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As they walked to school, Meleena recounted to her brother the lively dinner discussion of last night. They passed the wood- and onion-shaped cottages of the town, enclosed by sapling trees forming fence posts, entangled with strings of kitten’s ear ivy. She made a mental note to draw that later, when she’d gotten her journal back.

“Well, it sounds like you really should go visit Kelrick in Dlawn’Edo. I know he can be… difficult, but there’s more to the Council than just him.”

She made a face. “Why didn’t you follow Dad and Kelrick’s footsteps and join the Meruyan government?”

“I’ve seen their world, but I’m happy right here. Plus, I have a wife and daughter of my own whose future I must protect, but if adventure interests you, I wouldn’t write off the Council so quickly.” He adjusted his glasses.

They passed the main square, where the day’s bustle had already begun, with Meruyan holding baskets to collect fresh foods from the marketplace; sea-beast drawn wooden carts traversed the streets, led by farmers bringing fruit from farm to shops.

They rounded a corner leading down the lane to the old schoolhouse, built like a conjoined ring of wooden onions—an onion-cake, frosted with moss from years of exposure to the moist coastal air. Other teens were visible from all directions down the stony lanes.

They approached the doors and Tomiyan opened them to let her in. “Just ask Dad for a tour of his study tonight,” he said and left it at that.

School went as expected. Talla, the only overachiever of the class, shot her hand up and answered every question with ease, while Meleena and the rest of the students sighed, groaned, threw paper birds, sometimes at Talla’s head, and did everything else bored students do. Everyone except Joru, Talla’s twin brother. He sat beside Meleena, always looking at her.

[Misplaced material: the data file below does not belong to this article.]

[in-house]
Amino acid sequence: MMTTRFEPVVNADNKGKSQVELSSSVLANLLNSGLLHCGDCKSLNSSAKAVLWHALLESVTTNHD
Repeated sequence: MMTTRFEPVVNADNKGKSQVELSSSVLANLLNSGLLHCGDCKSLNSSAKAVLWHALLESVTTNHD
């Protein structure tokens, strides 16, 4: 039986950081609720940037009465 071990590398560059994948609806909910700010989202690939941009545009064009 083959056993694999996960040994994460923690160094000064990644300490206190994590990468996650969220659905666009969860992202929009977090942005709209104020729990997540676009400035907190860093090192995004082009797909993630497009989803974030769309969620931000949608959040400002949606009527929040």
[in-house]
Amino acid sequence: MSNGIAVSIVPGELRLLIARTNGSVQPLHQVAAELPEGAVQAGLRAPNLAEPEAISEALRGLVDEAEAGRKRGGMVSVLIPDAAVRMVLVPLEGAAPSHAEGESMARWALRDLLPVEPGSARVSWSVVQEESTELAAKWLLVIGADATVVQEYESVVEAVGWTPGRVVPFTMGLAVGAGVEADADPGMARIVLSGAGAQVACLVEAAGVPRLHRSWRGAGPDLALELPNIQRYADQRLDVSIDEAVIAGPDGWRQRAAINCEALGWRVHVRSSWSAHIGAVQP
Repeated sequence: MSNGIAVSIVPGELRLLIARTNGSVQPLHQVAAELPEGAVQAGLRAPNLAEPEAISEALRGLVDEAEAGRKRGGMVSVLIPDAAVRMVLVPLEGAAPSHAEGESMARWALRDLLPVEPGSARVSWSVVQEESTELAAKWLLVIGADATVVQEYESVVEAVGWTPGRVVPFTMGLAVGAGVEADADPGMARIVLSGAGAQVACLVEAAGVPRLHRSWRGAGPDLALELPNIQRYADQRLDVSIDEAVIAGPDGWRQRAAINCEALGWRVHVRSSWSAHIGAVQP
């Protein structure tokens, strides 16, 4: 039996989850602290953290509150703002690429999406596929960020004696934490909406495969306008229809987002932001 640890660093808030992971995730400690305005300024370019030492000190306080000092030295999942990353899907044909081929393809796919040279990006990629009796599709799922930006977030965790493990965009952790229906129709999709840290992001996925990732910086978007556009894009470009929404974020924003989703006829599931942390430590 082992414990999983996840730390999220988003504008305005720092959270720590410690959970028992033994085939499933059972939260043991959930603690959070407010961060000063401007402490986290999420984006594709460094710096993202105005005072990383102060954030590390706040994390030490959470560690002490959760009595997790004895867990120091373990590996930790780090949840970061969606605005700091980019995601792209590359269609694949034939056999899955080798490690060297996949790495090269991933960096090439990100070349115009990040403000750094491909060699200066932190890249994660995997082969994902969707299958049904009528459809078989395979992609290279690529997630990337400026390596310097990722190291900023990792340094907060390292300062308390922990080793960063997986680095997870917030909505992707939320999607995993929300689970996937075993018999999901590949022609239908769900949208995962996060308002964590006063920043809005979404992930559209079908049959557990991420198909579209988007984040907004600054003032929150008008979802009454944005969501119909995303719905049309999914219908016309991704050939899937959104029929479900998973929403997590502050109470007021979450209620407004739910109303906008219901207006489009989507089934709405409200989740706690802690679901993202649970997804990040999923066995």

A gill breather. What a hokey place this was. Meleena tried to ignore him, leaning on her elbow and facing away from his batting eyes.

He was shy, but his intentions were clear. She had already told him it would never happen. For this, Talla especially despised Meleena. “You broke his heart, you flirt!” she would howl at any occasion.

But Meleena couldn’t make herself love the guy, or blame herself for existing. And that was that. Whatever. Just one more year putting up with this and she’d be free, but free to do what? Her family was right, there were no options anyway.

 

After school, she slunk home, hands in pockets with nothing to draw and no ideas for an apprenticeship. In her room, she dropped her backpack on the floor, flopped onto the bed, heart sinking. No journal to scribble her thoughts, or her way through problems.

A knock startled her and she uttered a noise muffled by a face-full of bedsheets.

Her father spoke through the door, “Meleena, I wanted to show you something. I spoke to Tomiyan, he said you seemed down.”

She sat up. “I’m fine.”

“Well, he suggested I show you my study.”

“I’ve seen it.”

“I just thought…” His voice trailed off. “I could help you pick an apprenticeship.”

The wooden floor creaked as he stood outside the door. Her heart sank further at the thought of his judgment.

“—Maybe I can convince your mother to give your journal back sooner…”